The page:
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The Parliamentary Under-Secretary of State, Ministry of Defence (Lord Bach): Two call-out orders have been made to enable reservists to continue to be called out into service to support operations in those regions. The first, made under Section 54 of the Reserve Forces Act 1996, authorised the call-out of members of the reserve forces to support operations in the region of Iraq. Its purpose is to continue the practice started in 1992 of calling out reservists, primarily specialists, to support the no-fly zone operations over north and south Iraq. At present 10 reservists are serving in the region. The second order was made under Section 56 of the Act to allow reservists to be called into service to support operations in former Yugoslavia. Since 1995, when NATO operations commenced in former Yugoslavia, the reserve forces have provided some 10 per cent of the total UK manpower in theatre. NATO's on-going study to find efficiencies for troop-contributing nations will not be agreed or implemented in time to mitigate the present need. Both orders are effective until 31 March 2003.
Lord Bach: The quinquennial review of the Met Office will begin this month. The aim of the review is to examine how the Met Office has performed since its launch as a trading fund within the Ministry of Defence and to recommend whether, and if so what, measures should be taken in order to reinforce the office's delivery of cost-effective services to its customers and to ensure that full use is made of its scientific and human assets.
The review will proceed in two phases, in the first of which a number of "framework" issues will be examined, including whether the Met Office is best placed as a trading fund within the MoD to exploit its full potential and whether existing governance arrangements require adjustment. The report of this first phase of the review is expected in July.
In the second phase, the review will address, in the light of the answers to the "framework" issues examined in the first phase, a number of questions concerned with the operating efficiency of the Met Office, including the development of a more appropriate relationship between the office and its public sector customers, the scope for developing more commercial business opportunities, the potential for greater national and international cooperation in both meteorology and environmental services generally, and the scope for further streamlining of business processes both within the Met Office and between the office and its customers. The report of this second phase of the review is expected in October.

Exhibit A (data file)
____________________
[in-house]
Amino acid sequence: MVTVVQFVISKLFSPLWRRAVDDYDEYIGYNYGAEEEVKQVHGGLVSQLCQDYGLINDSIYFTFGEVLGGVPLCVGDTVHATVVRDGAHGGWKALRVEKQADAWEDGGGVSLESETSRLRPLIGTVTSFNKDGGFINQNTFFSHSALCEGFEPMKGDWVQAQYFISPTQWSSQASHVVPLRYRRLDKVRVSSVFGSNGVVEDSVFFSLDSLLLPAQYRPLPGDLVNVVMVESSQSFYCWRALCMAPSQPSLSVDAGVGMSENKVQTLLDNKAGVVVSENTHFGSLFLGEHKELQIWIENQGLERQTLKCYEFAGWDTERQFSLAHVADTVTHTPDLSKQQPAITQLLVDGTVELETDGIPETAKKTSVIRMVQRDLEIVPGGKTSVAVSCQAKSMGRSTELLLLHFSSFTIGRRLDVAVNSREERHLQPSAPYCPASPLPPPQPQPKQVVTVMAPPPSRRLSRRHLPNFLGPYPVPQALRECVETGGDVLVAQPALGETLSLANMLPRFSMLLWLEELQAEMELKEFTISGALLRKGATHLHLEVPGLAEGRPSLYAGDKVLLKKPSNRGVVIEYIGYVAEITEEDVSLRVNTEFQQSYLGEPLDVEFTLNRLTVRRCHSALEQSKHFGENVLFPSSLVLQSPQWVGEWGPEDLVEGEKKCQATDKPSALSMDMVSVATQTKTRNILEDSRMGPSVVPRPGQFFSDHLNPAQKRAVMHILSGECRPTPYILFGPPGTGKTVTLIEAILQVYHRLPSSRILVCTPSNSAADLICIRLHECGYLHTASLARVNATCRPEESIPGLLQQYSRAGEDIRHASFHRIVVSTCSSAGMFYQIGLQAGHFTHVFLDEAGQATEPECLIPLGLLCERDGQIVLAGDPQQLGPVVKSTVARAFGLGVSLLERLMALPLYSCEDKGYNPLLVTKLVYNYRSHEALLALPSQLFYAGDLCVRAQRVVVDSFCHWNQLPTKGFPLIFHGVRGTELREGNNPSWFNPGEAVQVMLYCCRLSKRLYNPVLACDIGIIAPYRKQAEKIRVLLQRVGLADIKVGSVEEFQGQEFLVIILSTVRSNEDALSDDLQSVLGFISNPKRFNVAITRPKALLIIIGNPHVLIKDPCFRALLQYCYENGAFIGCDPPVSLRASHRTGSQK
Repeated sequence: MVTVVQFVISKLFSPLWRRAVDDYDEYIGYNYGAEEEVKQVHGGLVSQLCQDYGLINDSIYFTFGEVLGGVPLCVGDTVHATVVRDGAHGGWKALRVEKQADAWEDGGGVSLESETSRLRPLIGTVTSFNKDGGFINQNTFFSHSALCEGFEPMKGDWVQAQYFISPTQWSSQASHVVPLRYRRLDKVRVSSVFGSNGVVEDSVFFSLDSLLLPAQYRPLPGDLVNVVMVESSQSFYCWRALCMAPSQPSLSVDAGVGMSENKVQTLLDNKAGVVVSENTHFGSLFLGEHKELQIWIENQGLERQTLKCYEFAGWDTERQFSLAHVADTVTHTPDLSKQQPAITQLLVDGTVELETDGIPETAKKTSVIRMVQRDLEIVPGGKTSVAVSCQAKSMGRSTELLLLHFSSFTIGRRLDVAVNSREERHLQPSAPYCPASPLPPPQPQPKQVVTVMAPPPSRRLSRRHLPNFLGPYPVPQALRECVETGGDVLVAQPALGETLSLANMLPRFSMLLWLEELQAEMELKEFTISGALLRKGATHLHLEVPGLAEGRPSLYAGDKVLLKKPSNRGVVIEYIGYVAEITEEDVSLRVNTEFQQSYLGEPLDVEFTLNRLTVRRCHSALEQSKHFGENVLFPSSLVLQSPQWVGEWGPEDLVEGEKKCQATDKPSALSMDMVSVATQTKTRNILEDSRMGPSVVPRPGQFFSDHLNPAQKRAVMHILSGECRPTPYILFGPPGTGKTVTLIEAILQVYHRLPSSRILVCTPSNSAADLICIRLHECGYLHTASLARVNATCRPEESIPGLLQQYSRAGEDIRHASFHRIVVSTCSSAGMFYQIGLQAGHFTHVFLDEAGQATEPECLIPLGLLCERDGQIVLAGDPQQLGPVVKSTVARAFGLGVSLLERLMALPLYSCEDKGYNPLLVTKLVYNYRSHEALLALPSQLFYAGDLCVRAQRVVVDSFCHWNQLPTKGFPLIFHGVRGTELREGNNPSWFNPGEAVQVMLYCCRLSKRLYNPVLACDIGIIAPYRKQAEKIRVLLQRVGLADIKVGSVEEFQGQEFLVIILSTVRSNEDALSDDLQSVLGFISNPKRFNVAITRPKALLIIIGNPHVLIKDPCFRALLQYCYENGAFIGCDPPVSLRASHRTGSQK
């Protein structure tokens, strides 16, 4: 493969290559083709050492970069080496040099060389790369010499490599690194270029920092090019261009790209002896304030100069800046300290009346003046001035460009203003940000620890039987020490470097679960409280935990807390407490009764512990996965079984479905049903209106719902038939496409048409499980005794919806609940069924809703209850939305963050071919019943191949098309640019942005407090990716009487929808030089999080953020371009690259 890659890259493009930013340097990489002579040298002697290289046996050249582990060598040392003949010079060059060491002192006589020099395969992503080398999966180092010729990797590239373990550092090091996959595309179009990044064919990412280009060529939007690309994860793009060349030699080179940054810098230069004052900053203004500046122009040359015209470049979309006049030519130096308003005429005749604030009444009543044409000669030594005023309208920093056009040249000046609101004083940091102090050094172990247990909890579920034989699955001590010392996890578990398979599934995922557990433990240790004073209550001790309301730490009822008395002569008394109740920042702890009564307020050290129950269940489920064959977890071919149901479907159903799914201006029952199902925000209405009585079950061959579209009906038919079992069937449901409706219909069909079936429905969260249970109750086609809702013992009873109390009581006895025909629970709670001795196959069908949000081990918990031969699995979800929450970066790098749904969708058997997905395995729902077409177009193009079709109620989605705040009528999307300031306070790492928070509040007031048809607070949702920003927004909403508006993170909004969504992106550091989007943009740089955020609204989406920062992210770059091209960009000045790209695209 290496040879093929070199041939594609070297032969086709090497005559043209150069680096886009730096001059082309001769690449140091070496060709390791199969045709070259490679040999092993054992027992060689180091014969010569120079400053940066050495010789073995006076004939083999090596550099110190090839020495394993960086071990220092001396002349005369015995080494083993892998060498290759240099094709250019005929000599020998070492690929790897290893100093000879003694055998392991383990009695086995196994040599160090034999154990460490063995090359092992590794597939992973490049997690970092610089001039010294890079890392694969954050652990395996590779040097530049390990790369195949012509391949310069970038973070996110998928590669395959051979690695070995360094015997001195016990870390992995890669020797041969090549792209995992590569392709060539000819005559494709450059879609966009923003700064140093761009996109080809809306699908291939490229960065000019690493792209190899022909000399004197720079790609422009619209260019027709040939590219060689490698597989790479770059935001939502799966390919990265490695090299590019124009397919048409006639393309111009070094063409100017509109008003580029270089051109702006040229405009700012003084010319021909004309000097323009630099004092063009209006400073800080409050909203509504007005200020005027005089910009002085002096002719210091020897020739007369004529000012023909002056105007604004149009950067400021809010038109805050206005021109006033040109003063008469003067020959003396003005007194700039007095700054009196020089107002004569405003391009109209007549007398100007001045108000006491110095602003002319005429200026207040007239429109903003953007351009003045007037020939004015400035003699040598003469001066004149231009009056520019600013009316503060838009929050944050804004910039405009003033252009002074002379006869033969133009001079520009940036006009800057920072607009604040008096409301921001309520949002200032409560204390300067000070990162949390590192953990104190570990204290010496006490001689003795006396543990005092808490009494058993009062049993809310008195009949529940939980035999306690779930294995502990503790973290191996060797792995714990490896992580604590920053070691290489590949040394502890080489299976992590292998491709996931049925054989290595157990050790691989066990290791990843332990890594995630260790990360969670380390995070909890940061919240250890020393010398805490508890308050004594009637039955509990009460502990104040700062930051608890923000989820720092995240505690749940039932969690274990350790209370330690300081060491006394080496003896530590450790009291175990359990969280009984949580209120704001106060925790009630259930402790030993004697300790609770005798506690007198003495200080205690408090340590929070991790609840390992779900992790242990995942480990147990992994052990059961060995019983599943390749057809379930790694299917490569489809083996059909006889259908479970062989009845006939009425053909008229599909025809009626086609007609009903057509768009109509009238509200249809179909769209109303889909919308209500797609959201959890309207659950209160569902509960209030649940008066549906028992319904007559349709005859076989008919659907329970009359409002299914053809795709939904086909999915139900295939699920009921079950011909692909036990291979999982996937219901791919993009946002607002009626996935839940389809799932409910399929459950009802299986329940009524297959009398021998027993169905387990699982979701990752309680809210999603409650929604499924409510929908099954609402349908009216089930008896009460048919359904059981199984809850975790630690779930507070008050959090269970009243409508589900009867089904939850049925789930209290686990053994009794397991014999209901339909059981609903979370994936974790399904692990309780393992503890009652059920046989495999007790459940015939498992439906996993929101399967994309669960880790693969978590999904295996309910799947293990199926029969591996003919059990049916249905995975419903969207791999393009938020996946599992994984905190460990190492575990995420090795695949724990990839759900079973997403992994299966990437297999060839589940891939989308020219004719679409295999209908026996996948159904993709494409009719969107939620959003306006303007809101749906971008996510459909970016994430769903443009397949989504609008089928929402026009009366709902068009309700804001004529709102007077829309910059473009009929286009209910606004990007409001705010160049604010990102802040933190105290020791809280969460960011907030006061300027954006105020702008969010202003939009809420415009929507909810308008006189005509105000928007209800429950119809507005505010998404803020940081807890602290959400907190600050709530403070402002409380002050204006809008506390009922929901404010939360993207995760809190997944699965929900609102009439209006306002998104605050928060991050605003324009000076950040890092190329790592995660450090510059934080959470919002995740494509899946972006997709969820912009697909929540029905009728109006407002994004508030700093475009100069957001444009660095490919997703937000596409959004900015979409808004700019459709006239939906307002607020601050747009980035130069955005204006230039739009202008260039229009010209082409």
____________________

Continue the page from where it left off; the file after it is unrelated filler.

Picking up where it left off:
The review will be carried out by a small team, which will consult closely with Met Office management and other stakeholders, including the office's customers. The MoD is interested also to hear the views of other organisations or individuals who would like to make a contribution to the review. Those wishing to do so should send their contributions to:
The Minister of State, Home Office (Lord Rooker): My honourable friend the Parliamentary Under-Secretary (Angela Eagle) yesterday laid before Parliament the Commission for Racial Equality's draft statutory code of practice on the duty to promote race equality.
The code of practice will offer practical guidance to public authorities on how to meet their duty to promote race equality. Once the code of practice is brought into effect, it will be admissible in evidence in any legal action, and a court or tribunal should take relevant provisions of the code into account.
Lord McIntosh of Haringey: The Government do not comment on the stability of sterling in the short term, as they believe that this may have undesirable effects on volatility. The Government believe that the key to a stable and competitive pound in the medium term is macro-economic stability and sound public finances.
The Parliamentary Under-Secretary of State, Department for Work and Pensions (Baroness Hollis of Heigham): The main purpose of the PrepCom session which took place between 25 February and 1 March was to negotiate the International Plan of Action on Ageing 2002. The agenda for the World Assembly on Ageing had already been agreed.
Issues raised by the UK and others included ensuring human rights, age discrimination, the eradication of poverty, employment, education and training, the position of older women, and access to new medicines.
The Parliamentary Under-Secretary of State, Department for Environment, Food and Rural Affairs (Lord Whitty): The Burns inquiry noted that both foxes and mink have a damaging effect on ground-nesting birds and game birds. However, there are no reliable figures for the extent of predation.
Lord Whitty: Local authorities are responsible for dealing with abandoned vehicles and the department currently holds no central records of the number of vehicles abandoned each year. However, we estimate that some 350,000 were abandoned in the United Kingdom in 2000 and that disposal costs are between £30 and £50 per vehicle. The total net cost for 2000 of their disposal would therefore be in the range of £10 million to £17 million.
Information on the number of abandoned vehicles removed by local authorities has been collected for the first time in the department's 200001 municipal waste management survey which should be published in July.
Lord Whitty: Camelid trekking and the exhibiting of animals at agriculture shows are activities which pose a different degree of disease risk. Each activity has a set of controls designed to mitigate that risk, based on veterinary advice. The Government believe that the respective provisions are proportionate to the disease risks. They will keep the controls under review.
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